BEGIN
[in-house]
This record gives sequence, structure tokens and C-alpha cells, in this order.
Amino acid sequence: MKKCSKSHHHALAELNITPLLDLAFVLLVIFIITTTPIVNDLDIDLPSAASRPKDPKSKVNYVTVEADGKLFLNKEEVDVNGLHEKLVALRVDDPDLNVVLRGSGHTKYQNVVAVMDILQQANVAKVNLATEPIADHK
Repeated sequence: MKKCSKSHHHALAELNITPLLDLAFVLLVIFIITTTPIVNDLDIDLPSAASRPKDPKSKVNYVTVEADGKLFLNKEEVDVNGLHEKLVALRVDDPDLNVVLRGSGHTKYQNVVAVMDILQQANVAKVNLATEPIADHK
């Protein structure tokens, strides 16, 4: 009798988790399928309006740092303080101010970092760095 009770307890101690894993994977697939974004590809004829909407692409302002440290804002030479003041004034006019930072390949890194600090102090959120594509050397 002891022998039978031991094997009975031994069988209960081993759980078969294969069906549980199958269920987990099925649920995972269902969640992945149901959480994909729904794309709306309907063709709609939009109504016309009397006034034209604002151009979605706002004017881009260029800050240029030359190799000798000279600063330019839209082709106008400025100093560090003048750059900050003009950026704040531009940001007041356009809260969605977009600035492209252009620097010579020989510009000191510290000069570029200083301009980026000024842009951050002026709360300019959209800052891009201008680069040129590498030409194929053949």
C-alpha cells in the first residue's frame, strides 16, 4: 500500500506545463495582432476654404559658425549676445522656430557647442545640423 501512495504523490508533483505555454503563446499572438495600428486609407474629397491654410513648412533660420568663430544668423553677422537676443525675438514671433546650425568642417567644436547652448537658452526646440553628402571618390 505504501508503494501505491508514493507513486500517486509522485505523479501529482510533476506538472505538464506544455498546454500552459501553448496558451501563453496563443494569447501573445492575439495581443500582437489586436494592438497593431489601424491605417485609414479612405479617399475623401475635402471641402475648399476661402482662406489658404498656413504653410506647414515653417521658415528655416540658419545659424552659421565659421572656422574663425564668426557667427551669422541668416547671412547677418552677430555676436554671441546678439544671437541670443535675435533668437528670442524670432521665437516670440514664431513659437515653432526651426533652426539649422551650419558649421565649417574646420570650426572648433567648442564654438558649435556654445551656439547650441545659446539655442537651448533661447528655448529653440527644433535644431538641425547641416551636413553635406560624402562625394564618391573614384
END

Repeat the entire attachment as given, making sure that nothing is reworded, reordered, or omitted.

[in-house]
This record gives sequence, structure tokens and C-alpha cells, in this order.
Amino acid sequence: MKKCSKSHHHALAELNITPLLDLAFVLLVIFIITTTPIVNDLDIDLPSAASRPKDPKSKVNYVTVEADGKLFLNKEEVDVNGLHEKLVALRVDDPDLNVVLRGSGHTKYQNVVAVMDILQQANVAKVNLATEPIADHK
Repeated sequence: MKKCSKSHHHALAELNITPLLDLAFVLLVIFIITTTPIVNDLDIDLPSAASRPKDPKSKVNYVTVEADGKLFLNKEEVDVNGLHEKLVALRVDDPDLNVVLRGSGHTKYQNVVAVMDILQQANVAKVNLATEPIADHK
């Protein structure tokens, strides 16, 4: 009798988790399928309006740092303080101010970092760095 009770307890101690894993994977697939974004590809004829909407692409302002440290804002030479003041004034006019930072390949890194600090102090959120594509050397 002891022998039978031991094997009975031994069988209960081993759980078969294969069906549980199958269920987990099925649920995972269902969640992945149901959480994909729904794309709306309907063709709609939009109504016309009397006034034209604002151009979605706002004017881009260029800050240029030359190799000798000279600063330019839209082709106008400025100093560090003048750059900050003009950026704040531009940001007041356009809260969605977009600035492209252009620097010579020989510009000191510290000069570029200083301009980026000024842009951050002026709360300019959209800052891009201008680069040129590498030409194929053949």
C-alpha cells in the first residue's frame, strides 16, 4: 500500500506545463495582432476654404559658425549676445522656430557647442545640423 501512495504523490508533483505555454503563446499572438495600428486609407474629397491654410513648412533660420568663430544668423553677422537676443525675438514671433546650425568642417567644436547652448537658452526646440553628402571618390 505504501508503494501505491508514493507513486500517486509522485505523479501529482510533476506538472505538464506544455498546454500552459501553448496558451501563453496563443494569447501573445492575439495581443500582437489586436494592438497593431489601424491605417485609414479612405479617399475623401475635402471641402475648399476661402482662406489658404498656413504653410506647414515653417521658415528655416540658419545659424552659421565659421572656422574663425564668426557667427551669422541668416547671412547677418552677430555676436554671441546678439544671437541670443535675435533668437528670442524670432521665437516670440514664431513659437515653432526651426533652426539649422551650419558649421565649417574646420570650426572648433567648442564654438558649435556654445551656439547650441545659446539655442537651448533661447528655448529653440527644433535644431538641425547641416551636413553635406560624402562625394564618391573614384